Using Digital Technology to Care for Patients
Digital health should be of special interest to oncology nurses, as monitoring and interventions for symptoms are the pillar of cancer care.
Long before COVID-19, health care digital technology was here to stay. The pandemic has accelerated the need for and use of this technology, particularly in remote care settings.
More than 4.57 billion people now use the internet—that is close to 60% of the world’s population, with many going online via mobile technology, like smartphones. As of July 2020, there were 5.15 billion unique mobile phone users in the world, and that number is growing at a rate of 2.4% per year worldwide. Smartphone use is growing with an average of more than 1 million new such devices activating every day.1 We need to tap into this large resource with thoughtful, evidence-based approaches to cancer care.
A study in the United States showed that the pandemic caused a massive acceleration in the use of telehealth. Prior to COVID-19, only 11% of US patients used telehealth. Then, when fear of infection and stay-at-home orders canceled many clinician visits, the use of telehealth leaped to 46%.2 This is a great opportunity for nurses to jump on the telehealth movement.
The other advancement pushing the digital revolution in health care is the wearables. The use of Fitbit, Apple Watch, and other devices has grown immensely popular. The number of connected wearables will continue to rise to 1.1 billion, up from 216 million reported in 2016.3 What a great opportunity for health tracking and healthy interventions around the world.
Digital health technology should be of special interest to oncology nurses because monitoring and interventions for symptoms are the pillar of cancer care. Using digital health technology would allow for timely assessment and planning by the patient’s health care team. Managing symptoms effectively allows the patient to continue treatment and have good quality of life. A review of 66 studies found that digital health benefits patients regarding symptom reporting, management, reduction in symptom distress, decrease in unplanned hospitalizations, improved quality of life, and survival.4 Another study found that patients with cancer think that telemedicine is convenient and acceptable.5 What are we waiting for?
Investigators recently reviewed several patient in-home monitoring digital tools. The first tool reviewed was the Symptom Care at Home system, which tracks 11 common symptoms in patients undergoing chemotherapy. The tool provides immediate feedback for self-management and notifies providers of symptoms that exceed preset thresholds. This system showed a 43% reduction in symptom burden severity over usual symptom care.6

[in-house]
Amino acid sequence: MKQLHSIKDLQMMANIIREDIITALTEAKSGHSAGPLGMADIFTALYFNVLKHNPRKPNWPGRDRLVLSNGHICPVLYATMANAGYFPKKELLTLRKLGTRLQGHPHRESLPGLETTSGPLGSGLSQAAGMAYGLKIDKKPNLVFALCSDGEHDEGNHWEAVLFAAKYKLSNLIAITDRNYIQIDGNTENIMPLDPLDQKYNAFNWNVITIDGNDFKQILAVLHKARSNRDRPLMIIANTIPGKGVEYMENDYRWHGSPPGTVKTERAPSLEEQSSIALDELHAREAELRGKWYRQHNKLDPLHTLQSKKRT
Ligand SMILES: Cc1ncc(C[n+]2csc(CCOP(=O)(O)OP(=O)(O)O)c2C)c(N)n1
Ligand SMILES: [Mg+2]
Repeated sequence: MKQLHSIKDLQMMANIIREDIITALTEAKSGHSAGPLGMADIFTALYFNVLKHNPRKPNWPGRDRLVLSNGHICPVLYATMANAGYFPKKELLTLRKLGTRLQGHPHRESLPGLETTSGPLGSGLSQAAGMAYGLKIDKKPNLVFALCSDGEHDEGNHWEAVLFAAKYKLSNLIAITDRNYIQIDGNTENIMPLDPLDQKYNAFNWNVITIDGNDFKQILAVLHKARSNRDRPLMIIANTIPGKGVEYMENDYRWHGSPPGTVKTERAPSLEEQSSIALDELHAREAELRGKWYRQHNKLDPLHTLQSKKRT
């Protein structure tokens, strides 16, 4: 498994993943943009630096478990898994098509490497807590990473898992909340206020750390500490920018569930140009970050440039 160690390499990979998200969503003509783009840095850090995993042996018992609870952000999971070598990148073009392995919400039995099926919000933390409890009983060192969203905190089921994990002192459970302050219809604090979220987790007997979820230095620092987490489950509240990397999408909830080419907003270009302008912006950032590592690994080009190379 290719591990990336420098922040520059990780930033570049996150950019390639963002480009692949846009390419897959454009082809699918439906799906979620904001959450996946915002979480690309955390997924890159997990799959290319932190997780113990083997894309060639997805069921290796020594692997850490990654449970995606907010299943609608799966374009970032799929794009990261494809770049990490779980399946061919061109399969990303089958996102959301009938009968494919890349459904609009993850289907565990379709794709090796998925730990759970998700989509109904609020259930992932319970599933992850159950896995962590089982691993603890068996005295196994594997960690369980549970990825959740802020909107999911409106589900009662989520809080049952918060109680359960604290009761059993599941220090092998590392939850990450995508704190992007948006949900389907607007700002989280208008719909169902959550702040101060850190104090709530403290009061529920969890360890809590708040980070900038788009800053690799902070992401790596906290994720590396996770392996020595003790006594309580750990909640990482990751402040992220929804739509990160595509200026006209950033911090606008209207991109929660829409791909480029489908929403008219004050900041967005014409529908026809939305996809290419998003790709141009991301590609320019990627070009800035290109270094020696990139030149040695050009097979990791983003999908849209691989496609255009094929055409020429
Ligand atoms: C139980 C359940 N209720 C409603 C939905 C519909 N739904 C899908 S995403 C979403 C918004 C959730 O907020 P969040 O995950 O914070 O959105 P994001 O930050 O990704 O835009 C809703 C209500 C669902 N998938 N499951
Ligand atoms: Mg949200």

The second in-home monitoring system reviewed was the Symptom Tracking and Reporting tool. The tool gathers information from 12 commonly experienced cancer symptoms and alerts nurses when symptoms worsen by 1 to 2 points or reach grade 3 or higher. The tool has been shown to improve health-related quality of life and reduced emergency department visits by oncology patients undergoing treatment.7
The third tool was the Advanced Symptom Monitoring System (ASyMS). The tool was developed in Europe and has international use. ASyMS is a mobile phone–based tool that can monitor toxicities from chemotherapy during the treatment phase of care. The testing of ASyMS found a decrease in severity of fatigue and will be further studied in 5 European clinical trials.
In addition to these tools that track and address symptom management during treatment for cancer, other tools have been developed that address end-of-life (EOL) care. Tools are available that can monitor and track patient symptoms, caregiver distress, and overall EOL care for patients and families.
Moving forward with implementation of digital oncology tools should be done with careful consideration and with oncology nursing care standards as a basis for an effective tool, but let us not miss this opportunity. Digital health has unlimited possibilities in cancer care, and oncology nurses are at the forefront to assure this initiative is successful for patients and health care workers. Oncology nurses, this is a great opportunity. Let’s jump on it.
1. Kaye R, Rosen-Zvi M, Ron R. Digitally-enabled remote care for cancer patients: here to stay. Semin Oncol Nurs. 2020;36(6):151091. doi:10.1016/j.soncn.2020.151091
2. Bestsennyy O, Gilbert G, Harris A, Rost J. Telehealth: a quarter-trillion-dollar post-COVID-19 reality? McKinsey & Company. May 29, 2020. Accessed March 12, 2021. https://www.mckinsey.com/industries/healthcare-systems-and-services/our-insights/telehealth-a-quarter-trillion-dollar-post-covid-19-reality
3. Holst A. Wearable technology—statistics & facts. Statista. March 9, 2020. https://www.statista.com/topics/1556/wearable-technology Accessed March 15, 2021.
4. Aapro M, Bossi P, Dasari A, et al. Digital health for optimal supportive care in oncology: benefits, limits, and future perspectives. Support Care Cancer. 2020;28(10):4589-4612. doi:10.1007/s00520-020-05539-1
5. Liptrott S, Bee P, Lovell K. Acceptability of telephone support as perceived by patients with cancer: a systematic review. Eur J Cancer Care (Engl). 2018;27(1). doi:10.1111/ecc.12643
6. Wilson CM, Mooney K. Advancing oncology nursing practice through the adoption of patient monitoring digital tools. Semin Oncol Nurs. 2020:36(6):151087. doi:10.1016/j.soncn.2020.151087
7. Basch E, Deal AM, Kris MG, et al. Symptom monitoring with patient-reported outcomes during routine cancer treatment: a randomized controlled trial. J Clin Oncol. 2016;34(6):557-565. doi:10.1200/JCO.2015.63.0830